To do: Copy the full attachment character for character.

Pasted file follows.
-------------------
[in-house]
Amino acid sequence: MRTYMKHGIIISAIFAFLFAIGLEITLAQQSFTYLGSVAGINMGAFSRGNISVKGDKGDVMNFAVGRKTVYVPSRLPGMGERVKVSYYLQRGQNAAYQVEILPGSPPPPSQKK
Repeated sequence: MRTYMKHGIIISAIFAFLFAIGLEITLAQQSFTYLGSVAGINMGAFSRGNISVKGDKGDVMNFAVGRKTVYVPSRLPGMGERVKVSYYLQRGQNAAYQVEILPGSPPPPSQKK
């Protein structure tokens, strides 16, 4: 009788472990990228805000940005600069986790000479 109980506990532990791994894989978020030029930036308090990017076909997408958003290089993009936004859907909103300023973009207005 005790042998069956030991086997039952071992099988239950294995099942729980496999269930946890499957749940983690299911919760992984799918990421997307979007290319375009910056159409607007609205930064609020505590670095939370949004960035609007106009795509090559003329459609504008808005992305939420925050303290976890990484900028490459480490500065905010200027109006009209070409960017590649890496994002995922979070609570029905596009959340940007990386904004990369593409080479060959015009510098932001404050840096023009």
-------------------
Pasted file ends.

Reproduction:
[in-house]
Amino acid sequence: MRTYMKHGIIISAIFAFLFAIGLEITLAQQSFTYLGSVAGINMGAFSRGNISVKGDKGDVMNFAVGRKTVYVPSRLPGMGERVKVSYYLQRGQNAAYQVEILPGSPPPPSQKK
Repeated sequence: MRTYMKHGIIISAIFAFLFAIGLEITLAQQSFTYLGSVAGINMGAFSRGNISVKGDKGDVMNFAVGRKTVYVPSRLPGMGERVKVSYYLQRGQNAAYQVEILPGSPPPPSQKK
């Protein structure tokens, strides 16, 4: 009788472990990228805000940005600069986790000479 109980506990532990791994894989978020030029930036308090990017076909997408958003290089993009936004859907909103300023973009207005 005790042998069956030991086997039952071992099988239950294995099942729980496999269930946890499957749940983690299911919760992984799918990421997307979007290319375009910056159409607007609205930064609020505590670095939370949004960035609007106009795509090559003329459609504008808005992305939420925050303290976890990484900028490459480490500065905010200027109006009209070409960017590649890496994002995922979070609570029905596009959340940007990386904004990369593409080479060959015009510098932001404050840096023009």